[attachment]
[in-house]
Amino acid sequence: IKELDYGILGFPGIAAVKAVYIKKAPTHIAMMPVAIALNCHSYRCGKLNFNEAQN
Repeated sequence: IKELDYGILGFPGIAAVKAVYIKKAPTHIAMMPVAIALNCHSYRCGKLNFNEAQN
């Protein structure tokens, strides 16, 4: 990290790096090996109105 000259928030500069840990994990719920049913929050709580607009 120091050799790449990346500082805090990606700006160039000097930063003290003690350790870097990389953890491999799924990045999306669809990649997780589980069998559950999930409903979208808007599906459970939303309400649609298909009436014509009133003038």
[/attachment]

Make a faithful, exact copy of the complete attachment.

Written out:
[in-house]
Amino acid sequence: IKELDYGILGFPGIAAVKAVYIKKAPTHIAMMPVAIALNCHSYRCGKLNFNEAQN
Repeated sequence: IKELDYGILGFPGIAAVKAVYIKKAPTHIAMMPVAIALNCHSYRCGKLNFNEAQN
């Protein structure tokens, strides 16, 4: 990290790096090996109105 000259928030500069840990994990719920049913929050709580607009 120091050799790449990346500082805090990606700006160039000097930063003290003690350790870097990389953890491999799924990045999306669809990649997780589980069998559950999930409903979208808007599906459970939303309400649609298909009436014509009133003038």